How Not to Throw in the Towel
In mixed martial arts a fighter needs to worry about getting submitted just as much as they have to worry about getting knocked out. This is why such a diverse skill set is required to compete in MMA style tournaments.
If you take the fight to the ground in an attempt to either submit or ground and pound an opponent, you must be ready for them to attempt to submit you in the process. Once you start to get caught in a submission attempt, submission defenses can start to get very technical. However, submission defense can be simple if you take precautions and keep yourself well grounded and keep your limbs about you; which is easier said than done when you also have to try and submit or knock your opponent out as well.
Keeping Your Head on Your Shoulders
Knowing how to defend against the guillotine in MMA is really an essential aspect to your game plan. Guillotines can come quickly in a scramble or slowly be set up and executed. Although there are specifics to defending this from different positions, some concepts are consistent throughout.
Your head position can save you from getting guillotined quickly. First and foremost you should try to not let your head slip to one side. A guillotine relies on breaking the head forward to crush the neck against your hand. Although its almost counter intuitive bulling your neck like a linebacker making a form tackle can stop this as well as increase the likelihood of getting your head out.
Body position is also extremely important. The guillotine choke tries to throw you to one side so that you do not have your center of gravity over the attacker and therefor less control over him. To avoid this an the basic rule is to keep your head and body on opposite sides when rolling with the opponent.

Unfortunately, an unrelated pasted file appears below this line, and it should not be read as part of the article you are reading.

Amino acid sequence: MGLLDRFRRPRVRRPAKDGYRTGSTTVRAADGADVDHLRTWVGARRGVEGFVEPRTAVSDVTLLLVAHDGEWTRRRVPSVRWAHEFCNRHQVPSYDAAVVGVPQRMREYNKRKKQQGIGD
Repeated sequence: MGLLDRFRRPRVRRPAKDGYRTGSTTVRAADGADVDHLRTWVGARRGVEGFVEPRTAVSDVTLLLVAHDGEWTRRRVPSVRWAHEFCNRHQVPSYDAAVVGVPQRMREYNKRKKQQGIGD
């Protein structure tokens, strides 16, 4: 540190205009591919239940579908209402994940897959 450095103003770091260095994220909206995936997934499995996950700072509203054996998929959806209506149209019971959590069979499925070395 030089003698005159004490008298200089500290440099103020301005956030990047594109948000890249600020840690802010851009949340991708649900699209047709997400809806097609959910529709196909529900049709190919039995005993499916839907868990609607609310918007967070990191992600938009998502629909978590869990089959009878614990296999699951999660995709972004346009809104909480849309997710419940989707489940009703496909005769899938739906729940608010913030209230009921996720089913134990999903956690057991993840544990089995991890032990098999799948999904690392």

Here is a video with an in depth look at these defenses from various different positions.
The Armbar Defense
The best and easiest way to defend against an armbar is really to avoid letting your arms get away from your body. This really comes in handy when you find yourself in a scramble because a smart opponent will quickly take advantage of appendages flopping in the breeze.
This also needs to be taken into account when attempting to strike an opponent on the ground. Ground and pound seems like an easy way to end a fight. But a quick submission artist who can take a punch only needs a split second to grab an arm and start to work his triangle hold quickly.
HERE is a link to a site with some more information and a video on defending against the armbar after you have gotten your arm taken.
Getting Out of the Triangle
The triangle choke can be a difficult submission to escape from. Keeping your arms in tight during scrambles, like defending against an armbar, keeps the opponent from isolating one arm and locking in his legs into position. Also when trapped in the basic triangle setup position, full guard, the sign the triangle is coming is when the opponent starts trying to trap one leg back to get his leg over.
Once the legs are locked in good behind your back it becomes a countdown until your opponent finagles the choke in tight. Of course you could go Rampage Jackson and full on pick up and then slam the opponent to the ground. But there are also some techniques that you can use to buy time and then quickly get out of the choke. However because of the nature of the submission getting out of this choke is no easy task.